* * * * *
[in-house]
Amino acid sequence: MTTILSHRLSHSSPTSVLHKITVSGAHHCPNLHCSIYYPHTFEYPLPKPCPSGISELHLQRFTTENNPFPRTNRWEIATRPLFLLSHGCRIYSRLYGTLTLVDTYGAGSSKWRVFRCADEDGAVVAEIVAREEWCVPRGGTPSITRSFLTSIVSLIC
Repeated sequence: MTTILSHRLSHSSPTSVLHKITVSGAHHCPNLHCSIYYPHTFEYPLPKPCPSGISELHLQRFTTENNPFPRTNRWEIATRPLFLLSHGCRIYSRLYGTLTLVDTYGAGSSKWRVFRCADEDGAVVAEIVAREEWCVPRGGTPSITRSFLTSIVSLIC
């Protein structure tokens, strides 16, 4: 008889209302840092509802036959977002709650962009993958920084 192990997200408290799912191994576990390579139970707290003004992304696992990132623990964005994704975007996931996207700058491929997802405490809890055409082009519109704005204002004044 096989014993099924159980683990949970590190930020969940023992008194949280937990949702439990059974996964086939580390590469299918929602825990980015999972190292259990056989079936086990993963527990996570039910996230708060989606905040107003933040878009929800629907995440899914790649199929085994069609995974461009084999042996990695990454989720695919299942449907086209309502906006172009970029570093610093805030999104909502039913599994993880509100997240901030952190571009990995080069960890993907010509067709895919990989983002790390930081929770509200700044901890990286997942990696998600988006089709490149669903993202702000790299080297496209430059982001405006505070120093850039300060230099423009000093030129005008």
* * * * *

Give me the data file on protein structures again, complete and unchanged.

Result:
[in-house]
Amino acid sequence: MTTILSHRLSHSSPTSVLHKITVSGAHHCPNLHCSIYYPHTFEYPLPKPCPSGISELHLQRFTTENNPFPRTNRWEIATRPLFLLSHGCRIYSRLYGTLTLVDTYGAGSSKWRVFRCADEDGAVVAEIVAREEWCVPRGGTPSITRSFLTSIVSLIC
Repeated sequence: MTTILSHRLSHSSPTSVLHKITVSGAHHCPNLHCSIYYPHTFEYPLPKPCPSGISELHLQRFTTENNPFPRTNRWEIATRPLFLLSHGCRIYSRLYGTLTLVDTYGAGSSKWRVFRCADEDGAVVAEIVAREEWCVPRGGTPSITRSFLTSIVSLIC
């Protein structure tokens, strides 16, 4: 008889209302840092509802036959977002709650962009993958920084 192990997200408290799912191994576990390579139970707290003004992304696992990132623990964005994704975007996931996207700058491929997802405490809890055409082009519109704005204002004044 096989014993099924159980683990949970590190930020969940023992008194949280937990949702439990059974996964086939580390590469299918929602825990980015999972190292259990056989079936086990993963527990996570039910996230708060989606905040107003933040878009929800629907995440899914790649199929085994069609995974461009084999042996990695990454989720695919299942449907086209309502906006172009970029570093610093805030999104909502039913599994993880509100997240901030952190571009990995080069960890993907010509067709895919990989983002790390930081929770509200700044901890990286997942990696998600988006089709490149669903993202702000790299080297496209430059982001405006505070120093850039300060230099423009000093030129005008």